For some people, this may be a little early to be posting about Christmas. We are not long in to December after all. But since the Christmas trees, tinsel and twinkly lights seem to be going up here in Edinburgh (where the National Library of Scotland archive offices are based), it seemed natural to keep an eye out for signs of the festive season in the archive of the publishing firm, John Murray. The most obvious of these, are advertising pamphlets issued at the beginning of the 20th century, like the one in the image above. Unlike similar advertisements of today, the books suggested within are not particularly festive and there is certainly no mention of Father Christmas. However, it is within the correspondence that more personal references to the festive season are found. With the thousands of letters to the different heads of the publishing business over 200 years, it is no surprise that a few of these contained references to Christmas.
And it appears that the 7th December is most certainly not too early to be thinking about Christmas. At least, not according to one recently catalogued correspondent of John Murray II (the second head of the publishing dynasty). The son of the portrait painter John Downman was Captain Charles J Downman. When he wrote to Murray in 1814, he ends his letter:
It is early to offer the compliments of the season, yet I beg you will accept them.
Since it was the 5th NOVEMBER at the time, I suspect a few people would agree that he was certainly quick off the mark!
On the other hand, there is certainly evidence that Christmas was not at the forefront of everybody’s mind. Sir Charles Abraham Elton, for example, wrote to John Murray II actually on Christmas Day 1809 and never mentions it. His letter proposes a meeting with John Murray the following week to discuss his manuscript. This was probably ‘Tale of Romances: including selections from Propertius’, which Murray duly published the following year. Perhaps the exciting possibility of his future publication removed all thoughts of any current celebrations?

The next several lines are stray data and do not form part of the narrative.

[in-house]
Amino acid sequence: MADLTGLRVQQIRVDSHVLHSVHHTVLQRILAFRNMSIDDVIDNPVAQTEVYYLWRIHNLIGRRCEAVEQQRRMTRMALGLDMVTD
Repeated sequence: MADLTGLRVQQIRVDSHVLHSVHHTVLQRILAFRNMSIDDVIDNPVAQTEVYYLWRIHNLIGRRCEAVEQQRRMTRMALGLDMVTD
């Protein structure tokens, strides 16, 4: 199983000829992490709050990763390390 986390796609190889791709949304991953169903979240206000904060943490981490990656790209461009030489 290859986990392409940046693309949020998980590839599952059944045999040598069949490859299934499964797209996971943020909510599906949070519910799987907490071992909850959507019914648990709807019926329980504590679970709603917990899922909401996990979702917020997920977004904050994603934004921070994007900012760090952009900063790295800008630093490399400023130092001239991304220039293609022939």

However, without doubt my favourite letter regarding Christmas in the John Murray Archive is from the Ettrick Shepherd, James Hogg.
On 26th December 1814, he also writes to John Murray II and begins:
What the deuce have you made of my excellent poem that you are never publishing it while I am starving for want of money and cannot even afford a Christmass goose to my friends?
This particular letter is a personal favourite. The above quotation is the opening line and the rest of the letter contains news of family and friends in Hogg’s usual engaging style. Later, he enquires after one of Murray’s most famous author, the poet Lord Byron:
What in the wold is become of that unlucky perverse callan Lord Byron? I have not heard from him these two months and more. I have really been afraid for sometime past that he was dead or perhaps even married and was truly very concerned about the lad.
So, whether your tinsel goes up on the 5th of November, you are feeling the financial pressure, or you ignore Christmas to the extent that you do not wish compliments of the season even on the day itself, you can be sure that someone before you has felt the same. And I find that quite comforting…
Find out more about the John Murray Archive here http://digital.nls.uk/jma/ or come in and see it for yourself in our Special Collections Reading Room http://www.nls.uk/using-the-library/reading-rooms/special